A tale of two rallies, Sanders and Trump

While ideologies differ, anti-establishment message prevails at both

Nicolas Henderson, Staff Writer

There is nothing quite like an election year. There is an energy felt around the country that gets more and more intense as the general election creeps closer.


The idea that after four or eight years, America is about to undergo a drastic change is both an exciting and frightening proposition, but no matter what your view is, there is no denying that election years are special.


This election year is especially significant to me as it is my first time voting, and it happens to fall during my senior year – the perfect storm. While a lot of seniors are probably spending these last few months of the school year looking back and reminiscing on the friends and memories that they will soon leave behind, maybe forever, I have been focused on a heated presidential campaign that is promising big changes for the future.


Am I sentimental? Sure, there is a reason that I have been on a huge R.E.M. kick lately. They have been a part of my life since I was 3, and listening to their music and still loving it the same, if not more than I did when I was little, does make me a bit sentimental and does invoke the feeling of, “Wow, this is really it,” but I am really looking forward to the future. Perhaps the fact that the race has essentially turned my first three class periods into some form of government helps too, as I am starting to figure out that I feel a lot more engaged and interested in those classes.


So what does all of this have to do with me attending the Donald Trump and Bernie Sanders political rallies last week? Probably

The crowd awaiting the Donald Trump rally in Fort Worth. Photo by Nicolas Henderson.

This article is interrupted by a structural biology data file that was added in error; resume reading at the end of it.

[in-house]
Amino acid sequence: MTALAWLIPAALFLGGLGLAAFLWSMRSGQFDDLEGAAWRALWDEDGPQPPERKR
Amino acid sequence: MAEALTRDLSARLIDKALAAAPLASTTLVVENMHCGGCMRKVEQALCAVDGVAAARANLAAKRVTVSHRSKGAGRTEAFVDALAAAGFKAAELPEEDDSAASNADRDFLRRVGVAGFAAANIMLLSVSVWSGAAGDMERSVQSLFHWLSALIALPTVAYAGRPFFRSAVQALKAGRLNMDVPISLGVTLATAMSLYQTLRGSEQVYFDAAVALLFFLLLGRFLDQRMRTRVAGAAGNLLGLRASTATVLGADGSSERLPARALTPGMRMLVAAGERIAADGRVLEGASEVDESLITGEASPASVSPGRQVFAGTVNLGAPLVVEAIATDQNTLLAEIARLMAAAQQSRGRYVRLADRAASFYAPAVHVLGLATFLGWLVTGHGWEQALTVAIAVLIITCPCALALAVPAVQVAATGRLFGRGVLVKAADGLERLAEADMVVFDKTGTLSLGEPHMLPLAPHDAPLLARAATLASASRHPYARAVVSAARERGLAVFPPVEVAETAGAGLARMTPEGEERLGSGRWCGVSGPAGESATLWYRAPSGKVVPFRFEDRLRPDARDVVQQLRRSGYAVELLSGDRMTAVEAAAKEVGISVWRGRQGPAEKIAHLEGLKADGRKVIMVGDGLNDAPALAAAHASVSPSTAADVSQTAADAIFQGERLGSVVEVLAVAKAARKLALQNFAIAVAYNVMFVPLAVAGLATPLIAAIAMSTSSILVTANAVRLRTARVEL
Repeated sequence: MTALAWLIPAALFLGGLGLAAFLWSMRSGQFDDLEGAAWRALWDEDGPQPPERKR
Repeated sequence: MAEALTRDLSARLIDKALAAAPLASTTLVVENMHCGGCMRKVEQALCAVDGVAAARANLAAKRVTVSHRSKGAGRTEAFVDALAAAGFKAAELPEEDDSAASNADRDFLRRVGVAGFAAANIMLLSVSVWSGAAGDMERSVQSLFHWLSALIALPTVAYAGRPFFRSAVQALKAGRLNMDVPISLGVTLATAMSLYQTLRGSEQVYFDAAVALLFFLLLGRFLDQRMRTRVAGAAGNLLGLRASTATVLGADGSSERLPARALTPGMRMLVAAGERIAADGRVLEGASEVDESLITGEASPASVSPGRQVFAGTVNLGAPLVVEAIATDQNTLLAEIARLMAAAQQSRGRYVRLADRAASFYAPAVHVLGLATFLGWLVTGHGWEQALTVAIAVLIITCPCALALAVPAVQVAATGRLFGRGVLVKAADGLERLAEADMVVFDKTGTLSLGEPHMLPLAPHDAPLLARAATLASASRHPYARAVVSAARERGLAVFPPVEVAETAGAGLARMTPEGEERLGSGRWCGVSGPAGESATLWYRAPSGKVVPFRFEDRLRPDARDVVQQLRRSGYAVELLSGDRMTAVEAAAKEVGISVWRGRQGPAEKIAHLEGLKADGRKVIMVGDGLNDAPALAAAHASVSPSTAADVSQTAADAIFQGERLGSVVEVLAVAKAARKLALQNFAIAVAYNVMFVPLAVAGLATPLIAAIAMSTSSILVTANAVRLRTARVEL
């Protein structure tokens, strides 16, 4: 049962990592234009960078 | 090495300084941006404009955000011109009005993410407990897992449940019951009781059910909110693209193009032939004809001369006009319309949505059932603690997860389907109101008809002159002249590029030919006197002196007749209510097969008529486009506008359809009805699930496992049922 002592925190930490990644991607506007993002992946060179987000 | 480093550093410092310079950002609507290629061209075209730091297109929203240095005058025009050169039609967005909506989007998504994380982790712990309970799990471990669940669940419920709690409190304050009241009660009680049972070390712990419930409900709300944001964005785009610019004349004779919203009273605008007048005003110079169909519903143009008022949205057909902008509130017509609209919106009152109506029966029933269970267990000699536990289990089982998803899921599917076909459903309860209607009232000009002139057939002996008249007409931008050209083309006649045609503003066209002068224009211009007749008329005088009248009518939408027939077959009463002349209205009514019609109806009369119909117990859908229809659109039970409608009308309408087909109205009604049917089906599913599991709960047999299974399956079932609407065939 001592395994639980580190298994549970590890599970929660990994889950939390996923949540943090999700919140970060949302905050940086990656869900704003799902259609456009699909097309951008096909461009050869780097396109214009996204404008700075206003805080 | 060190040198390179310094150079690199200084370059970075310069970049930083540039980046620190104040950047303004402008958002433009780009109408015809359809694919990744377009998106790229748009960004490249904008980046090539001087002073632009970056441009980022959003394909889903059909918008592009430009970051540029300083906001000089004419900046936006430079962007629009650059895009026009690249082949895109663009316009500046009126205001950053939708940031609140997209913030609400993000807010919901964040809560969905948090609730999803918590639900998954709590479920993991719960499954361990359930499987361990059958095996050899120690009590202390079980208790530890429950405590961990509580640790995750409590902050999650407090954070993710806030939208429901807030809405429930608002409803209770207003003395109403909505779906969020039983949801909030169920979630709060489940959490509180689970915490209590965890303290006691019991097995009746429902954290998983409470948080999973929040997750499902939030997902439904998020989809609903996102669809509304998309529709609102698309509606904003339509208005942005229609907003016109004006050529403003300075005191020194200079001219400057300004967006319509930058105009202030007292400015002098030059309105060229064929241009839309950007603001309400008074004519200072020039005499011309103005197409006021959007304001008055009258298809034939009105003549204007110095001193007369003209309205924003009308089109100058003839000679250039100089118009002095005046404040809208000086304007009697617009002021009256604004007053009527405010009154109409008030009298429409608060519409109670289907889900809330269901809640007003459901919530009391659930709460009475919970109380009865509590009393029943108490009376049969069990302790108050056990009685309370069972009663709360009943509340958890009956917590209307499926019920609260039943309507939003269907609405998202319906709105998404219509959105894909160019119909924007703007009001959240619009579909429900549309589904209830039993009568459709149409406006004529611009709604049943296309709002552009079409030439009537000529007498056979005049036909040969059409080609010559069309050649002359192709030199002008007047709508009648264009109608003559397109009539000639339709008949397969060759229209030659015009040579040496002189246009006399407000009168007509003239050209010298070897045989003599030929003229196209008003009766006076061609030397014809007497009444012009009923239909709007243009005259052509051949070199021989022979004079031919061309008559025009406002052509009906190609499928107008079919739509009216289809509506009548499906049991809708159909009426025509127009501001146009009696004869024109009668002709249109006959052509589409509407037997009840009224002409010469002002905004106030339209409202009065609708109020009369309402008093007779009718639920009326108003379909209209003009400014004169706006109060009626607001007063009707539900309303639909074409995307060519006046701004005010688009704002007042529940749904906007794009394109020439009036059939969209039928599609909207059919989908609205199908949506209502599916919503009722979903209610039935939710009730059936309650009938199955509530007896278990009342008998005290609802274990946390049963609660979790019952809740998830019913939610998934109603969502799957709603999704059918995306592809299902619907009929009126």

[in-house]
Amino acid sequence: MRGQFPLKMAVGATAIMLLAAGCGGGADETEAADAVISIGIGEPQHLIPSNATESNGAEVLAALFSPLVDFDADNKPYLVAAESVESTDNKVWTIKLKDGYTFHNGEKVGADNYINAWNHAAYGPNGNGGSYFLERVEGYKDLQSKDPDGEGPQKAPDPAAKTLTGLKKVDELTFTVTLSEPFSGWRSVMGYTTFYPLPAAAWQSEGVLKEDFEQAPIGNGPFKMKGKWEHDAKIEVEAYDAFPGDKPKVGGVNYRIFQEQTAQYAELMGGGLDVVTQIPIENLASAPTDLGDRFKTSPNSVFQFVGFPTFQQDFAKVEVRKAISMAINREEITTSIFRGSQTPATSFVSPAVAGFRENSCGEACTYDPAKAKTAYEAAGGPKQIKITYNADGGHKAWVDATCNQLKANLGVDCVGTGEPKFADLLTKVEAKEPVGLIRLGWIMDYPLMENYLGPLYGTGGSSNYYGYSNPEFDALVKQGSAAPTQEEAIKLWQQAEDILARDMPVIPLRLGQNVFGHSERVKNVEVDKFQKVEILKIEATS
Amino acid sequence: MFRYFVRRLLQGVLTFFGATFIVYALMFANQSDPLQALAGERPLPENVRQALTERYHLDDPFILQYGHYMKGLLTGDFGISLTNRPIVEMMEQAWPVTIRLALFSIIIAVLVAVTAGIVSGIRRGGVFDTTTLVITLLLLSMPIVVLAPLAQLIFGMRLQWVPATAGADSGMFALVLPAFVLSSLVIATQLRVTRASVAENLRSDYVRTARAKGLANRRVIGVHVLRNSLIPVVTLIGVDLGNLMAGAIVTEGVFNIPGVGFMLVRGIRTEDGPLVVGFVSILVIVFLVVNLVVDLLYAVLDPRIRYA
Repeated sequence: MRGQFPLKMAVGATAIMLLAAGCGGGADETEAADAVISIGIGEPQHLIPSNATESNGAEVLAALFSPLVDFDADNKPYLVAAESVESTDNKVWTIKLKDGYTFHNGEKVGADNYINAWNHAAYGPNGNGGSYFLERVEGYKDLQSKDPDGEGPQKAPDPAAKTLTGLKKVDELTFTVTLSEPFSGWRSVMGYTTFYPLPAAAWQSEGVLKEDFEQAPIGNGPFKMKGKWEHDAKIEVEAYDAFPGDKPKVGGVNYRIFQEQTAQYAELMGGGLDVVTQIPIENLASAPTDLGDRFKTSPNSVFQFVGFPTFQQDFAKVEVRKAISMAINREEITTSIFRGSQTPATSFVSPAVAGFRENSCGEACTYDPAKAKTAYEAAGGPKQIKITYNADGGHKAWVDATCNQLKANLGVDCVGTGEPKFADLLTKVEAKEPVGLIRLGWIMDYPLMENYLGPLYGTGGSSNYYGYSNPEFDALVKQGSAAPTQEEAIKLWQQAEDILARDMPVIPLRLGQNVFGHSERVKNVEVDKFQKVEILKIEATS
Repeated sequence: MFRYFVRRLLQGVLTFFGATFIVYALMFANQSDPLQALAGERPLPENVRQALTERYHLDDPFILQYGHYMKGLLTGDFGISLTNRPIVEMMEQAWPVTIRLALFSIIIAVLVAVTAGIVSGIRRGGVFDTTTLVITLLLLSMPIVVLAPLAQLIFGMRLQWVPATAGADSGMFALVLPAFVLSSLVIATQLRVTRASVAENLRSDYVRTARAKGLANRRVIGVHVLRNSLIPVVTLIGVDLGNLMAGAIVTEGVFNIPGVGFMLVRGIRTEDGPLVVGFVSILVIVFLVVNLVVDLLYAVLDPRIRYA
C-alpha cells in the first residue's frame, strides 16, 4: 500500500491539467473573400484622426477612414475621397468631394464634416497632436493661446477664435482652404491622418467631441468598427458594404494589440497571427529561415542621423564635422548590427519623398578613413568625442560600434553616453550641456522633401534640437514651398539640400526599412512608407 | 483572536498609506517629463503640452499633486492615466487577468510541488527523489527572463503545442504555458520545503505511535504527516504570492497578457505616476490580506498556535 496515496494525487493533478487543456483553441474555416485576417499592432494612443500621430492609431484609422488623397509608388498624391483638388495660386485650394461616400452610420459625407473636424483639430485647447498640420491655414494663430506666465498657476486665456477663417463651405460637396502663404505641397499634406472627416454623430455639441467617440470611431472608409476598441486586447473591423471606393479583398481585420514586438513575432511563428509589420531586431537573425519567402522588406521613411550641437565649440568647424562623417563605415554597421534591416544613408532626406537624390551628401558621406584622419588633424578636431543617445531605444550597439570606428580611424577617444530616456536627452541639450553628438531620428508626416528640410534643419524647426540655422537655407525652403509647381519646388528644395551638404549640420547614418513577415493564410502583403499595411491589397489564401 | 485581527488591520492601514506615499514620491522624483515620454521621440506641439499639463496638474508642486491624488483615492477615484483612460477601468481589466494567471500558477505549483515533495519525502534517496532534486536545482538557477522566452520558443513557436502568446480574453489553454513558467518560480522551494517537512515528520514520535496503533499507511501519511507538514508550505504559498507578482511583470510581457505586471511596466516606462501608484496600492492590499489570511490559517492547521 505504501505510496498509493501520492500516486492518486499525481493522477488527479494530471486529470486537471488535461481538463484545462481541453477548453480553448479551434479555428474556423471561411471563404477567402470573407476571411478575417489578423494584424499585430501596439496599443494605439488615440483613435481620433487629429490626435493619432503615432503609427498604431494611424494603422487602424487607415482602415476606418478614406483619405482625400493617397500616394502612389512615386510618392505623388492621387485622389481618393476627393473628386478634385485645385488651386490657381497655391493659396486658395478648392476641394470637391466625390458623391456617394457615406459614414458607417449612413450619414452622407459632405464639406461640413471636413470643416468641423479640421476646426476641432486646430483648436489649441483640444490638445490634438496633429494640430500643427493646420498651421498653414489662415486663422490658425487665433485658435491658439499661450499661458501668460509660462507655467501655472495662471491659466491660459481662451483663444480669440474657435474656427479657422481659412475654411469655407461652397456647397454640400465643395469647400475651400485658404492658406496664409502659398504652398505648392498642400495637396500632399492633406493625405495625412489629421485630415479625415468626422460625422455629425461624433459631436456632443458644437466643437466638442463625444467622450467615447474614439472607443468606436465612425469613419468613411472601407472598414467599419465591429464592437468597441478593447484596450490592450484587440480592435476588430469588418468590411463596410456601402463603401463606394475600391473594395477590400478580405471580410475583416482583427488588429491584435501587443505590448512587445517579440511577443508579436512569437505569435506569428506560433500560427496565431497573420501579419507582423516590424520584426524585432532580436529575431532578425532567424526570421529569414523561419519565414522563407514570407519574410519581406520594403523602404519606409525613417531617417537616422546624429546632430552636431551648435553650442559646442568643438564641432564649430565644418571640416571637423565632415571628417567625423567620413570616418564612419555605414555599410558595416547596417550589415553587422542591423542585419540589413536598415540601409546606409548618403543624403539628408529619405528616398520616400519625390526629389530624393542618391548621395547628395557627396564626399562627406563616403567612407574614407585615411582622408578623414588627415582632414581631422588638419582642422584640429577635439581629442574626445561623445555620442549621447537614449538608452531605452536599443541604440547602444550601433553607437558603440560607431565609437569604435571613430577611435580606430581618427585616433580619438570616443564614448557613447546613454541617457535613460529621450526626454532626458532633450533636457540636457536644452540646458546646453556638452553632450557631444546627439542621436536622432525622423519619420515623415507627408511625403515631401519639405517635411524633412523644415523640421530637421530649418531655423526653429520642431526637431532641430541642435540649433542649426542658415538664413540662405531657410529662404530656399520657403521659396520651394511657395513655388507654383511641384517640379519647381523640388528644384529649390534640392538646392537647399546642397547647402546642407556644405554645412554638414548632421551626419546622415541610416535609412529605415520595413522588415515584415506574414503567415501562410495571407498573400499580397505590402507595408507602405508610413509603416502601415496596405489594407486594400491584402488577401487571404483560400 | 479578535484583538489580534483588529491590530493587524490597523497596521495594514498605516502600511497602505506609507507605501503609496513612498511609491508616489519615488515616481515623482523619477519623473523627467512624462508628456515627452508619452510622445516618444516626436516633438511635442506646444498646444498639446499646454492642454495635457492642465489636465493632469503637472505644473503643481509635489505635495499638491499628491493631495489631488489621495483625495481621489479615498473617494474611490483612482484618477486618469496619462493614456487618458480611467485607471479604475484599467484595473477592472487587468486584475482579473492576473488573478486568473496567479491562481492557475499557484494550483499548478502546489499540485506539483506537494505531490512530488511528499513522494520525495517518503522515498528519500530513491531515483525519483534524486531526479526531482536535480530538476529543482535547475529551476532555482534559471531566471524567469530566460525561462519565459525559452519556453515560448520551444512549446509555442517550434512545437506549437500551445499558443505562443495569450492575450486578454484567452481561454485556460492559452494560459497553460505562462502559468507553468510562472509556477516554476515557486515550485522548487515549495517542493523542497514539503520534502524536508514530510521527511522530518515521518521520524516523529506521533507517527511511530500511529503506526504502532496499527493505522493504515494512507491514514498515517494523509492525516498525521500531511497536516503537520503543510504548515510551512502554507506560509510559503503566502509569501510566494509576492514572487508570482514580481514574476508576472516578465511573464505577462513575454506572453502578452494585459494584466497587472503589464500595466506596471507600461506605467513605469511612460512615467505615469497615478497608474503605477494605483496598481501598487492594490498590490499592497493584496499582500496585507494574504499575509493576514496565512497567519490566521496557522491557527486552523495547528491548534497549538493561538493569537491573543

The crowd awaiting the Donald Trump rally in Fort Worth. Photo by Nicolas Henderson.

nothing, but maybe something. I’ll start by comparing the candidates in general. They are running for different parties, with very different platforms, except for one major thing that they share. They are both strongly against the establishment and the establishment is strongly against them.


Perhaps that’s why, as someone who tends to lean more liberal, I didn’t feel too uncomfortable or out of place at the Trump rally. “These are my people, down with establishment,” I thought to myself. Alright, not really, but still it is true to an extent.


People I talked to at the Trump rally, for the most, part appreciated him for his business success and his anti-establishment appeal.


As attendee Mike Chenault said, “He is against the Republican establishment. The Republican establishment is no better than the Democratic party.”


While Trump rallies have become stereotyped as places with prejudice and hate, I honestly didn’t see much of that. There were people of all races there in support of Trump, a metal band roadie, pretty much all walks of life were represented at the Fort Worth event. Aside from one woman towards the front who voiced her displeasure of signs that are written in other languages (‘I don’t care if it’s written in English next to the sign, they need to learn English”), the crowd was relatively civil.


There were protests, but there was not the big shoving match that we saw at a more recent rally that made headlines. Meanwhile, Trump’s rhetoric was pointedly anti-media, anti-Marco Rubio, and of course included a host of personal accomplishments. Trump had about half of the crowd thoroughly engaged, and those who were into it, were very into it. There was undoubtedly an electric energy in the room. With all due respect to a candidate like Ben Carson, it is hard to imagine being at one of his rallies and getting the feeling that you may be in the same room as the future President.


Like him or not, that energy was definitely in the room at the Trump rally.


It cannot go unnoticed though that throughout the short speech (only 30 to 40 minutes at most) there was a constant stream of people heading for the exit. This was not just during the last five minutes of the speech, this was a large amount leaving from the beginning to the end, so perhaps he did not convince a lot of undecided voters with his many promises and few specifics. Outside the rally things were mostly civil, aside from one woman yelling, “All Republicans are Nazi’s.” The Fort Worth Trump crowd mostly ignored her and I left satisfied from experiencing Trump in person while not seeing too much of the ugly side we have heard about in the media.